Halloween is a great time for kids and a chance to let the ‘spooky side’ have a play, usually with kids dressing up going from house to house looking for treats, which they happily consume in a matter of seconds afterwards. But what can kids trick or treating teach us about hiring? Surprisingly a lot!
Firstly, a bit of background: My son is 10, he has the Autism-based condition called Aspergers Syndrome, which means his social interaction skills are much lower than the average child, his ability to concentrate on only a certain area of interest to him far outweighs the rest and his frankness of talk leads to some interesting observations. One Halloween, whilst all the other kids were dressed up in all sorts of ghoulish costume, my son refused. He could not see the point of dressing up as something fake. We managed to get him to wear a toy hard hat and his t-shirt with a digger on it and suggested he be a digger driver. This lasted all of 20 minutes when the hat was tossed aside. Later, some other children asked who he was dressed as and why he didn’t dress up. His answer?: “I am who I am supposed to be”. Frank. To the point, and utterly, utterly true.
So what about kids and hiring? Well, look at it – they go from house to house looking for the thing they want – usually lollies and choccies. They don’t wait at their house to have lollies and choccies brought to them, but go out finding them. What a great lesson! If you are waiting around for a top candidate to come into your office, it won’t happen. Go out there and make yourself known. Be active on the social media sites and network where these candidates will be. Use who you know to point you in the right direction and get on the phone and get in contact with top candidates. Simply get out of the office and get in front of these candidates. Pumpkin-shaped bucket is optional.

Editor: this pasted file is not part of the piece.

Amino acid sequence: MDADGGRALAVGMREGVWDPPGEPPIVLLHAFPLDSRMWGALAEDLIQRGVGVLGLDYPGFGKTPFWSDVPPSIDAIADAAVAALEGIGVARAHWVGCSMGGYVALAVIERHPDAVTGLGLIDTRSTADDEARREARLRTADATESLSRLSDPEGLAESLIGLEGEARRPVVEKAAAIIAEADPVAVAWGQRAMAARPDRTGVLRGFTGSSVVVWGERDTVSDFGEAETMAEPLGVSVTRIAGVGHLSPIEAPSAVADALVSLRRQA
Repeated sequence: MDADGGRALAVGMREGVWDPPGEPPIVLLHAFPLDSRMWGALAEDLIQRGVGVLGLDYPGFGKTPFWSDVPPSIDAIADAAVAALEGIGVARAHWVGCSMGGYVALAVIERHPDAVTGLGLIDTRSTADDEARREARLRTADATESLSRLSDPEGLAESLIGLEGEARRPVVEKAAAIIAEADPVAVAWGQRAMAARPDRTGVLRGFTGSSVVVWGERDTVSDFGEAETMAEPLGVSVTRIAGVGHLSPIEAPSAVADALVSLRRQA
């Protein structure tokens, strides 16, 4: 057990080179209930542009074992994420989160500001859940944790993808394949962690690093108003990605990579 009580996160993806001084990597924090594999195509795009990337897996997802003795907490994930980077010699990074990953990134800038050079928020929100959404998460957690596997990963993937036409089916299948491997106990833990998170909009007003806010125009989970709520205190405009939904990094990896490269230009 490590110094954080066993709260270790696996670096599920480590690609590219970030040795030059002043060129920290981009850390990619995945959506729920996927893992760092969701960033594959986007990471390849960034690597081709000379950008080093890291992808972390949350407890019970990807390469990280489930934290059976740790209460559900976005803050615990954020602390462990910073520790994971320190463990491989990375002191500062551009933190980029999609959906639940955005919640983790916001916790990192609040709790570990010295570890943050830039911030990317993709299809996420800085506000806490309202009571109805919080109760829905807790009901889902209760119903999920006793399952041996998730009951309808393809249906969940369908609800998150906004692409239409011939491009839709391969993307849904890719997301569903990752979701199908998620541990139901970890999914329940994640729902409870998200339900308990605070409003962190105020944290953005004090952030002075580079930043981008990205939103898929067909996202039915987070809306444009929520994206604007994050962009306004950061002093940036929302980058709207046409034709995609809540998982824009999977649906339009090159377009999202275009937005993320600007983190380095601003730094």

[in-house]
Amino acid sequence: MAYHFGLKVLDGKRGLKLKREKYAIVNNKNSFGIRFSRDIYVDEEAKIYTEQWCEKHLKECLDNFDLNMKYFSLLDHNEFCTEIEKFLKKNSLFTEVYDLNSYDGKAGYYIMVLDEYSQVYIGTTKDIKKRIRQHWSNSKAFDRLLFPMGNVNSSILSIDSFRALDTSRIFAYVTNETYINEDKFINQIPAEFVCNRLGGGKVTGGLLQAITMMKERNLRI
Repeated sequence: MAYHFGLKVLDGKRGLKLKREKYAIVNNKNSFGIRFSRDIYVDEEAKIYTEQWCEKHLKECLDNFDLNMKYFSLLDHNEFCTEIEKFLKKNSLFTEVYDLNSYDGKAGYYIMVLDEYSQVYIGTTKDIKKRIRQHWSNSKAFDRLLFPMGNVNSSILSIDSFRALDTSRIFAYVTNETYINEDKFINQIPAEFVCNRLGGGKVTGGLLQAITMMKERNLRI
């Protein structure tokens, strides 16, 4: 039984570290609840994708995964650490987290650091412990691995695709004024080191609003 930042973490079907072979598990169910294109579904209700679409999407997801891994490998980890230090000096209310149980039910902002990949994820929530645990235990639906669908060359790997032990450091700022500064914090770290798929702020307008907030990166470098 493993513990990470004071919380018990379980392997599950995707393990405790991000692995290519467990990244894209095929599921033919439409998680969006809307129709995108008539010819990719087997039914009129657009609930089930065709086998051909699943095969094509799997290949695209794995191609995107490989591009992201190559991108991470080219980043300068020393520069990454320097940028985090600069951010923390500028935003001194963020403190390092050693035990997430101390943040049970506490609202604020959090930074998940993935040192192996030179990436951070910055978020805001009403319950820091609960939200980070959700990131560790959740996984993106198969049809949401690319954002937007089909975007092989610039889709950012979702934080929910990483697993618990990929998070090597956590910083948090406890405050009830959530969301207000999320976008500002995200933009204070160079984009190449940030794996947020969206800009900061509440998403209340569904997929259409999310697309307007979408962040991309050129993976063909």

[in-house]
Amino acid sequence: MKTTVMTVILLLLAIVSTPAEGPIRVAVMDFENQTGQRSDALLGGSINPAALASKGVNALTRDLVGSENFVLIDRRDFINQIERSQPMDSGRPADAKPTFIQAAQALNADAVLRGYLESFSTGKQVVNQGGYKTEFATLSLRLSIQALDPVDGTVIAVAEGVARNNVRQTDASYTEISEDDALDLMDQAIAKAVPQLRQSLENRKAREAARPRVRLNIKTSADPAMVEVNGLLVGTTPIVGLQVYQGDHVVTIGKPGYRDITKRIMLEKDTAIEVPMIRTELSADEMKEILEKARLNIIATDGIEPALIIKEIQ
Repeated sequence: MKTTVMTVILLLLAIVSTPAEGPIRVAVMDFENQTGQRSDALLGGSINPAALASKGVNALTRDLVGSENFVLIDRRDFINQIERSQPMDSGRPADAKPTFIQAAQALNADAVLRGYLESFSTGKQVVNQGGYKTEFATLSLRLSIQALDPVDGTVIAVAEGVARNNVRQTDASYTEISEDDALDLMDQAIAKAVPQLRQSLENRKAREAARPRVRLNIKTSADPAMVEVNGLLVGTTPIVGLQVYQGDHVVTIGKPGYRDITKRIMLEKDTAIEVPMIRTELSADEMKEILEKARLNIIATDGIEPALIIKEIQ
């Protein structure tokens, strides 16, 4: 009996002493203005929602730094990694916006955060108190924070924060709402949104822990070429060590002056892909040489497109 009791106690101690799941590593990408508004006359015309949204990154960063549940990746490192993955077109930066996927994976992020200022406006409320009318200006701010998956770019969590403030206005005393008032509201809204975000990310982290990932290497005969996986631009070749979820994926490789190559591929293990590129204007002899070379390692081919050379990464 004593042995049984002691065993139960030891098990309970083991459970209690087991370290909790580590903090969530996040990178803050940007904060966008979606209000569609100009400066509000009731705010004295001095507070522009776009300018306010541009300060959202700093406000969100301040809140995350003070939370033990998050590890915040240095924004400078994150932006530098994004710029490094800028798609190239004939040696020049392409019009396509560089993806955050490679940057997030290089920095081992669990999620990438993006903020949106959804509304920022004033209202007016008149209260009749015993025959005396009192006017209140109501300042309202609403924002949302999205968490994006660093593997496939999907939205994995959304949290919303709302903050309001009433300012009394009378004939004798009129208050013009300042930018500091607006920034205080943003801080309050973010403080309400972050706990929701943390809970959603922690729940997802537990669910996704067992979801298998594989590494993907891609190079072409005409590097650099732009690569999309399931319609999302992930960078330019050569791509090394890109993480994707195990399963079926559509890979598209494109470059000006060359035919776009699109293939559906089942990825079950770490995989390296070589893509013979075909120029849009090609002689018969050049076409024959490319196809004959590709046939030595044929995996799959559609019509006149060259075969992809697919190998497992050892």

Now, back to my son. The frankness of his reply is a great lesson – don’t offer platitudes. Don’t beat around the bush. What are you saying to a potential candidate and why will be the difference between grabbing them and losing them. Be spot on with what you are saying: “I’ contacting you because I have seen your work, am impressed and would like to discuss you coming to join us”. If you are directly contacting a candidate, make it all about them. Don’t go for the ‘oh, we may have some roles if you are interested’ wishy-washy statement. That’s a great way to lose them. Be frank, be upfront. Be my son!
Another point is that observing the kids having fun and interacting away from school showed a clear insight that taking people away from a more formalized structure allows them to be themselves. When these children are in school it is all very formal, with pictures of principals on the wall (and in our case crucifixes and Mary also adorn the walls). They interact, but within the confines of the school rules. Outside of that environment, they are able to be themselves and be a lot more open and playful. This is a great lesson when interviewing (and one I am a great advocate for): get out of the office. Hold an interview in a cafe, or a restaurant…heck, even a park! Get away from the formality of the office environment and allow the candidate to be relaxed. This in turn will allow you to observe the candidate in a more fitting and relaxed space, and judgments can often be better made by this observation as to cultural and team fit. Something of which should be high on your list of requirements.
These are just three lessons we can gain from my experiences with Halloween. What about you? Have you seen things that can translate across to the way we hire? Even the way we conduct business. Love to hear them!
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